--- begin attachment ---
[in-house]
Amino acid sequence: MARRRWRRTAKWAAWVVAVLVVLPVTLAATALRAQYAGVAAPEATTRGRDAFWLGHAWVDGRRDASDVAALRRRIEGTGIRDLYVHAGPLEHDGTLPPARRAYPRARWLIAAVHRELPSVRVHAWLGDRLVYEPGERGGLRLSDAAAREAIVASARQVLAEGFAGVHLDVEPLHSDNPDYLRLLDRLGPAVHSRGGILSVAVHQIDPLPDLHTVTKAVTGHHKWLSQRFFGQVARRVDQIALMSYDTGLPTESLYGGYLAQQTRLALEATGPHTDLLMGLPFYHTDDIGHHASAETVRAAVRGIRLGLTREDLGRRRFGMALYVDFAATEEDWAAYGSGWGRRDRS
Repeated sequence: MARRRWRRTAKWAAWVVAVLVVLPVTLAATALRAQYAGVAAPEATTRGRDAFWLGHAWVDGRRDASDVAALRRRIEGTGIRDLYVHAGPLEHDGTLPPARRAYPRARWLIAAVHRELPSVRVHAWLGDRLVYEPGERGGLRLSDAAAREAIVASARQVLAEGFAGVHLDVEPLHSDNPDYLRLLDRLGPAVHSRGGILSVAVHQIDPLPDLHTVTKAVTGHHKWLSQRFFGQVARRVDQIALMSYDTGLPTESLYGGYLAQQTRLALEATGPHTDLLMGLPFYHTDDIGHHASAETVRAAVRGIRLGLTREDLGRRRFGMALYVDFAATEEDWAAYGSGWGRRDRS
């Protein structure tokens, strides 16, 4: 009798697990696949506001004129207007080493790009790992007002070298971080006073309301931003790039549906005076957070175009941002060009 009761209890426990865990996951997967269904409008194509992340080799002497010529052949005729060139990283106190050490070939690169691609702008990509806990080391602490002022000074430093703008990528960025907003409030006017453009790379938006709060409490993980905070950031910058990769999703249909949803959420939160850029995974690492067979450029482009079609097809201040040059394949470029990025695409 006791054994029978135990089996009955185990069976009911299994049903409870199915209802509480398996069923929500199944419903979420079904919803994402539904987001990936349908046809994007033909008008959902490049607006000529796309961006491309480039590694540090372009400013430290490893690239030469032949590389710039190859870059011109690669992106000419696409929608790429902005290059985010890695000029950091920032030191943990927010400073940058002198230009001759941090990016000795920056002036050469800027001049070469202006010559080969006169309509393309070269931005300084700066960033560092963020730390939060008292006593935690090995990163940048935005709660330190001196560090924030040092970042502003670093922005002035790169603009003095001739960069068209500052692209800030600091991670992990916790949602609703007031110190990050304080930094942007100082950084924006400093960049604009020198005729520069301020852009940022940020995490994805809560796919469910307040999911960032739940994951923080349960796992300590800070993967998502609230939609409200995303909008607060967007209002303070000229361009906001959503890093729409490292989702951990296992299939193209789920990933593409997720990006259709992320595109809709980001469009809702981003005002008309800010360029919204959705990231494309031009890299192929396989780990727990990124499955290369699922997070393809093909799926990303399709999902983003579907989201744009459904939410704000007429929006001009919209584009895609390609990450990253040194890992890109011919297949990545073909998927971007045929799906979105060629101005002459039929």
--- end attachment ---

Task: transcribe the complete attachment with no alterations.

[in-house]
Amino acid sequence: MARRRWRRTAKWAAWVVAVLVVLPVTLAATALRAQYAGVAAPEATTRGRDAFWLGHAWVDGRRDASDVAALRRRIEGTGIRDLYVHAGPLEHDGTLPPARRAYPRARWLIAAVHRELPSVRVHAWLGDRLVYEPGERGGLRLSDAAAREAIVASARQVLAEGFAGVHLDVEPLHSDNPDYLRLLDRLGPAVHSRGGILSVAVHQIDPLPDLHTVTKAVTGHHKWLSQRFFGQVARRVDQIALMSYDTGLPTESLYGGYLAQQTRLALEATGPHTDLLMGLPFYHTDDIGHHASAETVRAAVRGIRLGLTREDLGRRRFGMALYVDFAATEEDWAAYGSGWGRRDRS
Repeated sequence: MARRRWRRTAKWAAWVVAVLVVLPVTLAATALRAQYAGVAAPEATTRGRDAFWLGHAWVDGRRDASDVAALRRRIEGTGIRDLYVHAGPLEHDGTLPPARRAYPRARWLIAAVHRELPSVRVHAWLGDRLVYEPGERGGLRLSDAAAREAIVASARQVLAEGFAGVHLDVEPLHSDNPDYLRLLDRLGPAVHSRGGILSVAVHQIDPLPDLHTVTKAVTGHHKWLSQRFFGQVARRVDQIALMSYDTGLPTESLYGGYLAQQTRLALEATGPHTDLLMGLPFYHTDDIGHHASAETVRAAVRGIRLGLTREDLGRRRFGMALYVDFAATEEDWAAYGSGWGRRDRS
């Protein structure tokens, strides 16, 4: 009798697990696949506001004129207007080493790009790992007002070298971080006073309301931003790039549906005076957070175009941002060009 009761209890426990865990996951997967269904409008194509992340080799002497010529052949005729060139990283106190050490070939690169691609702008990509806990080391602490002022000074430093703008990528960025907003409030006017453009790379938006709060409490993980905070950031910058990769999703249909949803959420939160850029995974690492067979450029482009079609097809201040040059394949470029990025695409 006791054994029978135990089996009955185990069976009911299994049903409870199915209802509480398996069923929500199944419903979420079904919803994402539904987001990936349908046809994007033909008008959902490049607006000529796309961006491309480039590694540090372009400013430290490893690239030469032949590389710039190859870059011109690669992106000419696409929608790429902005290059985010890695000029950091920032030191943990927010400073940058002198230009001759941090990016000795920056002036050469800027001049070469202006010559080969006169309509393309070269931005300084700066960033560092963020730390939060008292006593935690090995990163940048935005709660330190001196560090924030040092970042502003670093922005002035790169603009003095001739960069068209500052692209800030600091991670992990916790949602609703007031110190990050304080930094942007100082950084924006400093960049604009020198005729520069301020852009940022940020995490994805809560796919469910307040999911960032739940994951923080349960796992300590800070993967998502609230939609409200995303909008607060967007209002303070000229361009906001959503890093729409490292989702951990296992299939193209789920990933593409997720990006259709992320595109809709980001469009809702981003005002008309800010360029919204959705990231494309031009890299192929396989780990727990990124499955290369699922997070393809093909799926990303399709999902983003579907989201744009459904939410704000007429929006001009919209584009895609390609990450990253040194890992890109011919297949990545073909998927971007045929799906979105060629101005002459039929």